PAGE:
Bombers attack police academy

Blasts kill at least 27 Iraqis in Baghdad

December 07, 2005|By LOUISE ROUG | LOUISE ROUG,LOS ANGELES TIMES

BAGHDAD, IRAQ -- Two suicide bombers struck at police trainees in the Iraqi capital yesterday, killing at least 27 people and wounding 50 others, including an American contractor.

The first blast, outside a classroom at a police academy, sent recruits fleeing into a bunker where the second suicide bomber detonated explosives strapped to his chest, the U.S. military said. One trainee injured by shrapnel said he and a group of fellow students were about to go to lunch when the attack happened.

While the U.S. military put the death toll at 27, Iraqi police said at least 36 people had been killed and 72 were injured, four of them women. The insurgent group al-Qaida in Iraq claimed responsibility for the attack, Associated Press reported.

No American soldiers were wounded in the two blasts, but the military announced that an American soldier was killed in Baghdad on Sunday when his vehicle struck a roadside bomb.

The military also offered new details about the deaths of 10 Marines near Fallujah last week.

The Pentagon initially said that the Marines were on foot, but gave no other details of their mission. Yesterday, officials released a statement saying that the blast occurred just after Marines from Company F, 2nd Battalion, 7th Marine Regiment had finished conducting a promotion ceremony in an abandoned flour factory that was being used as a patrol base.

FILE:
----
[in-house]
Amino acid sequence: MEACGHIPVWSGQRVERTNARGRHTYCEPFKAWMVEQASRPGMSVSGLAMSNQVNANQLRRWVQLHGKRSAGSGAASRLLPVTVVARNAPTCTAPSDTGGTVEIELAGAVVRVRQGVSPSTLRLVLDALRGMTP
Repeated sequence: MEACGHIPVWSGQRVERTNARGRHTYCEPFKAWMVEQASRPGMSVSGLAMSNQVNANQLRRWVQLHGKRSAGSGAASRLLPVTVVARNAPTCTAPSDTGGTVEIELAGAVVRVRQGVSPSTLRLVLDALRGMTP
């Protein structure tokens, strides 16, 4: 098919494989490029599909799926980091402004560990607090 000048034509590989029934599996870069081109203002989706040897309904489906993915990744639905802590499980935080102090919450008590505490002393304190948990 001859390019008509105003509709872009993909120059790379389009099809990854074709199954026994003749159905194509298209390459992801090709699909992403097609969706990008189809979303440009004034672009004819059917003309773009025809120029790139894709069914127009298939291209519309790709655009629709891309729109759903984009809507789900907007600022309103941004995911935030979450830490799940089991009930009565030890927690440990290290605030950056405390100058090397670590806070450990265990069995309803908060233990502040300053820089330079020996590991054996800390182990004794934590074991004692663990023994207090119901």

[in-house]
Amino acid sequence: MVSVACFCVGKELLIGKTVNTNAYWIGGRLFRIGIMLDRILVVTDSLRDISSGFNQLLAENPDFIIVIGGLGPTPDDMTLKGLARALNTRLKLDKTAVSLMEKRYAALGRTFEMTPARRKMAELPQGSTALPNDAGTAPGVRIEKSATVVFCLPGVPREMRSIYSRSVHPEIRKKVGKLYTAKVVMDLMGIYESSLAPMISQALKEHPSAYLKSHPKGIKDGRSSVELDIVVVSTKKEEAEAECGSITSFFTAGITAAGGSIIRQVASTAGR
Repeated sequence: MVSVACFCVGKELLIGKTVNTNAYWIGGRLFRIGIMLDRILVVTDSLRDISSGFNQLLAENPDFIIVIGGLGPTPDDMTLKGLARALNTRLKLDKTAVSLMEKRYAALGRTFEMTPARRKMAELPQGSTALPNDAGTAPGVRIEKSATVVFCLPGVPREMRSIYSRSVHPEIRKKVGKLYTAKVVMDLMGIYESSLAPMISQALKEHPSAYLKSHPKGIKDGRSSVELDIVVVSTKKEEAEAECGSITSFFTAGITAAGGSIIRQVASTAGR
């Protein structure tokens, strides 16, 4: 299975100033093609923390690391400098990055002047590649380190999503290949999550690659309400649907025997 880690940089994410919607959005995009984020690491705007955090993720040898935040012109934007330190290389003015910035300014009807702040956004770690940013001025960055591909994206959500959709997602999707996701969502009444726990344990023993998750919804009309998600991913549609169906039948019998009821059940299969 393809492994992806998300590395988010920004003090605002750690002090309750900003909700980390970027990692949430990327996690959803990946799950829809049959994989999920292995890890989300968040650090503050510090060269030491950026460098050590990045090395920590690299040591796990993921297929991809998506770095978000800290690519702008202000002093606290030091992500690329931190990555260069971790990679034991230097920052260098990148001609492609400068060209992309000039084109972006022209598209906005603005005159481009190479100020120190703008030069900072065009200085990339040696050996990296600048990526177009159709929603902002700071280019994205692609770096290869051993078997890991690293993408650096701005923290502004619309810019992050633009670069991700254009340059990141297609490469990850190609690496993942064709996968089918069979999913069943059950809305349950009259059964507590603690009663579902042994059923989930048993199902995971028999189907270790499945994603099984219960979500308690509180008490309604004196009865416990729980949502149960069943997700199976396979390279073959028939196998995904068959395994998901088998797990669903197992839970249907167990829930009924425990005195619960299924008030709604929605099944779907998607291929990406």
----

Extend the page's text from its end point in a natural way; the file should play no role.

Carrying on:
Military investigators now suspect that a Marine accidentally set off the explosion by stepping on the trigger of four buried artillery shells shortly after the ceremony concluded. The military said that the Marines had swept the structure for explosives before the ceremony.

In other developments yesterday, TV station Al-Jazeera broadcast a video, allegedly made by insurgents claiming to have abducted an American contractor. The video also showed a U.S. passport and an Arabic identity card bearing the name Ronald Schulz. On the station's Web site, a photograph showed a blond man and identified him as a security adviser to an Iraqi ministry.

Six other Westerners have been kidnapped in the last two weeks. A German archaeologist and four Christian aid workers - an American, a Briton and two Canadians - were kidnapped late last month. On Monday, a French engineer was abducted near his house in an upscale Baghdad neighborhood.

Amid the violence, Iraq is preparing for National Assembly elections next week that will decide who governs the country for the next four years.

Louise Roug writes for the Los Angeles Times.

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